The New Zealand dollar may gain this week as investors bet the partial US government shutdown will prompt the Federal Reserve to continue its monetary stimulus for longer, weighing on the greenback.

The local currency may trade between 83.50 US cents and 86.20 cents this week, according to a BusinessDesk survey of 10 traders and strategists. Seven expect the currency to advance while two say it may remain unchanged and one predicts it will fall.

The kiwi recently traded at 84.98 US cents from 84.81 cents at 8am in Wellington.

This week sees the release of a backlog of US economic data that was shelved while the US government went into a partial shutdown due to a political stalemate.


The end to the shutdown last week has turned investor attention to the impact on Fed plans to scale back its monetary stimulus, with economists in a Bloomberg News survey now expecting the first reduction in the Fed's bond purchases to be delayed until March after the shutdown slowed fourth-quarter growth and interrupted the flow of data.

"The shutdown caused key US economic data announcements to be shelved," Bancorp Treasury said in a note. "The key theme for financial markets will be back to tapering with expectations that the Fed will delay the first reduction in its bond purchases until March 2014 as the government shutdown would have slowed December quarter growth and may have impacted on other key economic data."

Fed officials will pare the monthly pace of asset buying to US$70 billion from US$85 billion at their March 18-19 meeting, according to the median of 40 responses in the Bloomberg survey of economists. The bank will reduce monthly purchases to a US$25 billion pace by July and end the programme at its October 2014 meeting, according to the survey.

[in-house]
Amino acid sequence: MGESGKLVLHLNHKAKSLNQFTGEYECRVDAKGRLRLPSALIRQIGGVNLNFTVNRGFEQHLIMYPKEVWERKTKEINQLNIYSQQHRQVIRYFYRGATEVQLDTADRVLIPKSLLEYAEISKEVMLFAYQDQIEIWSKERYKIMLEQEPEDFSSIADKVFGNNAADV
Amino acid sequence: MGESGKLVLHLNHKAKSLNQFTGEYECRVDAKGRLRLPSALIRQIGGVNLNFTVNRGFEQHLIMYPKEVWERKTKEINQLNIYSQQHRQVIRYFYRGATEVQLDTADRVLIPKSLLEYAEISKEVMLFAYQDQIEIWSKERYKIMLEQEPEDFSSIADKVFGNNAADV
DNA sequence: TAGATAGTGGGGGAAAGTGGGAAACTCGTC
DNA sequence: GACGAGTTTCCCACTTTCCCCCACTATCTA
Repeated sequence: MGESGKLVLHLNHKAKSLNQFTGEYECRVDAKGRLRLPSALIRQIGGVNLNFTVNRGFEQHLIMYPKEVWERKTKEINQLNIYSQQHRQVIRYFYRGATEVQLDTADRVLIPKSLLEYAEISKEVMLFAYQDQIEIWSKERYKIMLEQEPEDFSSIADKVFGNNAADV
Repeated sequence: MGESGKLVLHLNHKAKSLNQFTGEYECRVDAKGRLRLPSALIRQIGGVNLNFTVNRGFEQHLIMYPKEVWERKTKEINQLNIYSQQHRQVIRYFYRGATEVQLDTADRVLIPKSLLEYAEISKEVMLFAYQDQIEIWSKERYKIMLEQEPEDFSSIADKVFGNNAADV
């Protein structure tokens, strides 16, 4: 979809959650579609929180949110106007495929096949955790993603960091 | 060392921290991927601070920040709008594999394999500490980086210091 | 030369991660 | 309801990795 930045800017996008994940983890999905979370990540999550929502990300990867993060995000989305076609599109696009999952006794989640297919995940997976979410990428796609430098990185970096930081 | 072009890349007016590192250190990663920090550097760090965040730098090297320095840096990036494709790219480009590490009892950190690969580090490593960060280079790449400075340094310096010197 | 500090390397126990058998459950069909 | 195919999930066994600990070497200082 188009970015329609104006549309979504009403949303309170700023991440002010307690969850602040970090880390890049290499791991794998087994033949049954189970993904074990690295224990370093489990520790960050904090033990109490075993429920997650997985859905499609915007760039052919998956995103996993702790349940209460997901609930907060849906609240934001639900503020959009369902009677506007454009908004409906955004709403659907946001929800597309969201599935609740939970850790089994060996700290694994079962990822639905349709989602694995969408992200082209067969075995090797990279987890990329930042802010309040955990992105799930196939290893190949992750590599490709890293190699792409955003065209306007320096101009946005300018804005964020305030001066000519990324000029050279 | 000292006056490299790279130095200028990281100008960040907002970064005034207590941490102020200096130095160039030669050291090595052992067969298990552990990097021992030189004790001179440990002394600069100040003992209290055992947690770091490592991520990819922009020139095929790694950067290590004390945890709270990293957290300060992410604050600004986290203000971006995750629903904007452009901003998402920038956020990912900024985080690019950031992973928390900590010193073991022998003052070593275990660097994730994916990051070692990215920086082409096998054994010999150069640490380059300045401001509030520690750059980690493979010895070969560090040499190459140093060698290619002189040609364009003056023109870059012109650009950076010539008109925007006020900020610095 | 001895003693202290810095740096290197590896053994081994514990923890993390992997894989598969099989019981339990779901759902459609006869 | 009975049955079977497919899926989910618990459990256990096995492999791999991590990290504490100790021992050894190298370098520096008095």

The 16-day shutdown probably reduced US growth by 0.3 percentage point in the December quarter, according to the survey.

A key US jobs report will be released tomorrow after being delayed since October 4 because of the government shutdown. Non-farm payrolls probably grew by 180,000 in September, showing the economy was gaining momentum before the shutdown, according to polls by Reuters and Bloomberg. The jobless rate probably held at a four-year low of 7.3 per cent.

A report on Friday may show US consumer confidence was dented by the political impasse over the budget and raising of the debt ceiling.

In New Zealand, the coming week is light on data. A report on Thursday is expected to show the nation's trade deficit narrowed to NZ$1.1 billion in September, from $1.19 billion in August, according to UBS New Zealand.

Also on Thursday, reports on manufacturing in the US, Europe and China will provide an update on global activity, UBS said.


In Australia this week, traders will be eyeing a report Wednesday which may show third quarter inflation picked up. The following day, Reserve Bank of Australia deputy governor Philip Lowe is scheduled to speak at the CFA Melbourne Institute's annual investment conference.

Also on Wednesday, the Bank of Canada is expected to keep its benchmark rate at 1 per cent while the Bank of England releases the minutes of its October 8-9 meeting.